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Ballet Talk for Dancers

Double Pirouettes


jchengz

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Dear All,

 

I am trying a double pirouette but i am only able to do 1 1/4 and there seems to be no more momentum. My single pirouette is quite decent but sometimes when I land, I tend to hop into it.

 

Can someone help me please? :yucky:

 

Thanks!!!

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You can do a single? Fine. Then do the 1¼, then do 1½, then, if you have to, 1¾ (which is actually difficult), and then it's only one more quarter-turn and you've got a double! :yucky:

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The key to being ready for a double is being able to still be UP at the end of a single, and then control getting off of it. :yucky: Add a little bit more momentum on the impetus into the turn, spot twice, and there you are. The hard part is controlling the end of it!

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Before I did doubles I did singles and then 1 and 1/2 turn and when I did the singles I tried to stay after one turn standing there on one leg the other one in passé and then landing (this moment of a break between the finished turn and the landing was the clue about it) It helped me (although I could never really stand there, I am still practising) but I got the feeling for keeping the balance.

Also spotting helped me a lot. I always thought that spotting wouldn't help me that much until I did it properly. Somewhere I have heard that one should say a word to spot ( like An -na (Pavolova)) and this was also really helpful.

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Hi All,

 

Thank you so much!! My dancemate told me that I have a tendency to jump into my retire releves but I turn. Is it supposed to a no-no? I should be rising into the retire releve to initiate the turn instead of jumping into it to turn?

 

:yucky:

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No, you do not "jump" into a pirouette! A relevé can be a roll through or a slight spring up, but it is still not a jump.

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Doing the slight spring up is not wrong, as in a sous-sous. But as Ms. Leigh said, it is not a jump. Some teachers insist on a smooth releve with no spring. But I permit whichever one the student is more successful at.

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Hi...Regarding spotting your double, it helps to think of the second spot of the double as the stronger of the two. spot, SPOT! :blink:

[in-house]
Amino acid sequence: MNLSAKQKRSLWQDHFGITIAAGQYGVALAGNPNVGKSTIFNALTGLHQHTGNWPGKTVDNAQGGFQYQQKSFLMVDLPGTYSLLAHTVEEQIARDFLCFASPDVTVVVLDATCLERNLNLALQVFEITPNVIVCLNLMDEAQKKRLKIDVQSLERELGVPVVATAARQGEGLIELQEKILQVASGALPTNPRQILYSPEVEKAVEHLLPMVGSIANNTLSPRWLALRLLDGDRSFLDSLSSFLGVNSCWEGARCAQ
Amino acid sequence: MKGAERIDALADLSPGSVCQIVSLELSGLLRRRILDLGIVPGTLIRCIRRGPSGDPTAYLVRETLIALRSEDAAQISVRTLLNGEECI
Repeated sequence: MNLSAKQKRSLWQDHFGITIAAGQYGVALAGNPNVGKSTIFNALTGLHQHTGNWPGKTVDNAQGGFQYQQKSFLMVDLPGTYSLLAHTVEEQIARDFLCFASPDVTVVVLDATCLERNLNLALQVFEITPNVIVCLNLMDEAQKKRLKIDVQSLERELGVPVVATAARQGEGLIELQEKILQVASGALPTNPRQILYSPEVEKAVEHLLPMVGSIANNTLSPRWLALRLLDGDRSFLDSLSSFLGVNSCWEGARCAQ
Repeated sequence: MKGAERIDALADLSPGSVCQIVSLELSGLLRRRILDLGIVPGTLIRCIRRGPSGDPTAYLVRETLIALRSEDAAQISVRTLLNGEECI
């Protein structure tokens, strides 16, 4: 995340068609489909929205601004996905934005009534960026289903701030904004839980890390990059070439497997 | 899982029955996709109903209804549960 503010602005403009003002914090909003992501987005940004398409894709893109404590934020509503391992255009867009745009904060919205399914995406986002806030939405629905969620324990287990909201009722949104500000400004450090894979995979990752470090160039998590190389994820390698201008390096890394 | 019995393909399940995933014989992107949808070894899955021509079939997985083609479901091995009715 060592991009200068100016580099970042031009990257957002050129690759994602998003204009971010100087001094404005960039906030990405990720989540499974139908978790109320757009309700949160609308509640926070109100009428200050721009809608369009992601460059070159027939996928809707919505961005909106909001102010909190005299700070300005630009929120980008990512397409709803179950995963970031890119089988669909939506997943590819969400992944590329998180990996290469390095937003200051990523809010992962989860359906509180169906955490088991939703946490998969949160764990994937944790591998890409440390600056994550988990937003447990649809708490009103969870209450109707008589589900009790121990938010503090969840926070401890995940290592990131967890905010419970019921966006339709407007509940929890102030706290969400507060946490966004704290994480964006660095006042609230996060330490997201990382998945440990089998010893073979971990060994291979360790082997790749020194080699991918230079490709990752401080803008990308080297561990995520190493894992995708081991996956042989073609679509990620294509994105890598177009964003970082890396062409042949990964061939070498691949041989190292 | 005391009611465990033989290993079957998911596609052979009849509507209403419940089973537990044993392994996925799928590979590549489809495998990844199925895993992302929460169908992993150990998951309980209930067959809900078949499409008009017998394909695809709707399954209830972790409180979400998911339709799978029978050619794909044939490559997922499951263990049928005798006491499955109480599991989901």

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Very true, Gina! Too often people make the first spot and then just let the second one go. The same will happen when they are trying to do 3 pirouettes. They will spot twice and let the third go. It doesn't work.

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One of my RAD teachers told me that for multiple pirouettes, the first should be faster then the following ones. I should not attempt to have the same speed for the first turn and the second, rather I should have a lot more speed during the first term and slow down during the second. This would help not to hop into it.

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I have noticed this when I see pros doing multiple pirouttes like six or seven turns that they start fast and become slower to the end and before they go down in plié they stop a second standing there in passé. :D

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I often think there is more of a barrier in the mind than a lack of physical momentum that prevents doing a double turn. About a third or half the time I can do a good double pirouette, and it's always linked to being in a confident mood. (Usually at home in the kitchen rather than in class, unfortunately.....)

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Well, in general, once you start turning you are at the mercy of inertia and friction, so you are going to slow down with each degree of turning. But spotting does change one’s center of gravity slightly and momentum is conserved when the head is left behind and released as it goes ahead of the body, so spotting does slightly increase one’s speed of turning. It is probably just a little, but is still an increase.

 

All of which, in my opinion, emphasizes the importance of what Gina and Victoria said. In my own development, emphasizing that last spot, did seem to help me (at least I believe it did). Whether it did that much or not, it gave me the feeling of a strong second turn and a feeling that I was using my spot to literally make the turn, so I am a big believer in the concept.

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There's one teacher I know who has students focus only the trailing eye in pirouette. If you're turning right en dehors, you use the left eye in the spot more. She has students cover the right eye first and then practice without the eye closed, but keeping the same idea. It didn't really give me miraculous results, but it must work for some people...

 

At the very least, it gets you thinking about the importance of the eyes.

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Yes, lampwick...the importance of the eyes. The method you describe is new to me... interesting. One thing is for certain...don't look at the floor when you turn! Eyes should be focused on the horizon over the bridge of the nose. Perhaps other teachers might have a different way of describing eye level, but this one comes from one of my teachers, Maria Vegh. I think it is a good image...

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